To finish the recommendation, I just needed to find some on-line resources. First, Kirby Urner suggested these two: Wikieducator’s Python Tutorials and "Mathematics for the Digital Age and Programming in Python". Then, I checked out the Massachusetts Institute of Technology’s (MIT) OpenCourseWare which provides extensive course materials for many of their classes (I’ve already watched the full video set for a couple of MIT’s courses including the legendary Walter Lewin’s "Classical Mechanics" and have been very impressed by the quality and content of their materials). After nearly 30 years of introducing students to programming with Scheme, MIT switched to Python in 2008! The materials for their introductory Python-based course "6.00 Introduction to Computer Science and Programming" are very thorough, accessible and helpful. Their free on-line materials include the full video lectures of the class plus assignments, sample test problems, class handouts, and an excellent Readings section with references to "the Python Tutorial" and a very good free on-line textbook "How to Think Like a Computer Scientist: Learning with Python".

In conclusion, if you or anyone you know wants to learn how to program computers, I recommend starting with Python using MIT’s on-line course materials supplemented with the other on-line resources mentioned above (and summarized in the table below). I’ve now watched more than half of the videos from the MIT 6.00 course and I’ve worked through several of their assignments: this is a great course! Even with nearly three decades experience programming including a couple of college-level courses in the 1980s, I’m finding the class is more than just good review for me: I’ve learned a few new things (in particular, dynamic programming and the knapsack problem). Python’s clean syntax and elegant design will help as one delves into writing code for the first time. Its extensive libraries and repositories will support the application of one’s newly acquired computing skills to solve problems in the area of the student’s special interests whatever they may be … and that’s the way we learn best: by doing something that we personally care about!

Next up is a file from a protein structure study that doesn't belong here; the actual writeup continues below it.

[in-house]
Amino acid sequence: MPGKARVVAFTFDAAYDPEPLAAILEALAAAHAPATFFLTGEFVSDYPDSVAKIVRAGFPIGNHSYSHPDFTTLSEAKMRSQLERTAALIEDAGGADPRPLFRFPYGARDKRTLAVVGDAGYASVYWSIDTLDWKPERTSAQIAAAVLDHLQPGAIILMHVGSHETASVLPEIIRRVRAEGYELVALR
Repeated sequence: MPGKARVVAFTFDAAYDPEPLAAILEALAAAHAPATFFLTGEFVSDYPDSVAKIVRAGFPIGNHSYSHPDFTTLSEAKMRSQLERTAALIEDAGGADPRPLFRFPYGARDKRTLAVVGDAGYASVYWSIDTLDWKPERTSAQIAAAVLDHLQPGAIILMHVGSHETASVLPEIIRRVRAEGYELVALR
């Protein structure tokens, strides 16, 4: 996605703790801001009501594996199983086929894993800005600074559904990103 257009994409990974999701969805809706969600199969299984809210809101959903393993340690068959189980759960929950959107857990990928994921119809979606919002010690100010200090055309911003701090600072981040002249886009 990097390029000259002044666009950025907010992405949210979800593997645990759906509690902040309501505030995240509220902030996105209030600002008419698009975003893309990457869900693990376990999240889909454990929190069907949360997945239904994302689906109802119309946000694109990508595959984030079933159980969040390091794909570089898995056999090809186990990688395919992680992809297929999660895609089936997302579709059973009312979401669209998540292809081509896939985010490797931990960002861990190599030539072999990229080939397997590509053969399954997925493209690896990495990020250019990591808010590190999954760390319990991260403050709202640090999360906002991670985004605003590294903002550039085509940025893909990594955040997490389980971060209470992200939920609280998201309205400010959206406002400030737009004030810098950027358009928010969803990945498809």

Summary of On-Line Resources for Learning Python

Read the original blog entry...

More Stories By CJ Fearnley

CJ Fearnley was an early leader in the adoption and implementation of Linux and Free and Open Source Software (FOSS) in Philadelphia.

In 1993, he recognized the emerging value of the Linux operating system. Through his leadership position in the Philadelphia Area Computer Society (PACS), he began introducing Linux to organizations in the Greater Philadelphia region. At PACS, he organized monthly presentations on Linux and FOSS and wrote 29 columns in the organization’s print periodical, The Databus. He then founded and helped build Philadelphia’s premiere Linux user group, the Philadelphia area Linux User Group (PLUG), where he continues to facilitate its first Wednesday meetings. After helping to establish a community and culture for Linux and FOSS in Philadelphia, CJ started building his first company, LinuxForce, to be the “go-to” firm for organizations wanting to realize the promise and power of Linux. LinuxForce is a leading technology services provider specializing in the development, implementation, management and support of Linux-based systems, with a particular expertise in Debian GNU/Linux and Ubuntu. LinuxForce provides remote Linux systems management services to clients including The Franklin Institute Science Museum and the Aker Philadelphia Shipyard through its flagship service offering Remote Responder.

In addition, CJ Fearnley has applied his organizational and leadership talent to building Buckminster Fuller’s legacy. CJ published an essay Reading Synergetics: Some Tips to help students of Fuller’s magnum opus, Synergetics: Explorations in the Geometry of Thinking, wade through that complex, multi-dimensional tome. He started maintaining The R. Buckminster Fuller FAQ on the Internet in 1994. His work on Buckminster Fuller was featured in an extensive interview published by Dome Magazine in 1999. In 2002 CJ started building the Synergetics Collaborative (SNEC) as an organization to bring together people with an interest in Synergetics’ methods and principles in workshops, symposia, seminars, and other meetings.

CJ received his BA in Mathematical Sciences and Philosophy from Binghamton University in 1989 where he was a Regents Scholar and has done graduate work at Drexel University. CJ was named to the Philadelphia Business Journal’s 2006 “40 Under 40″ List as one of the region’s most accomplished young professionals.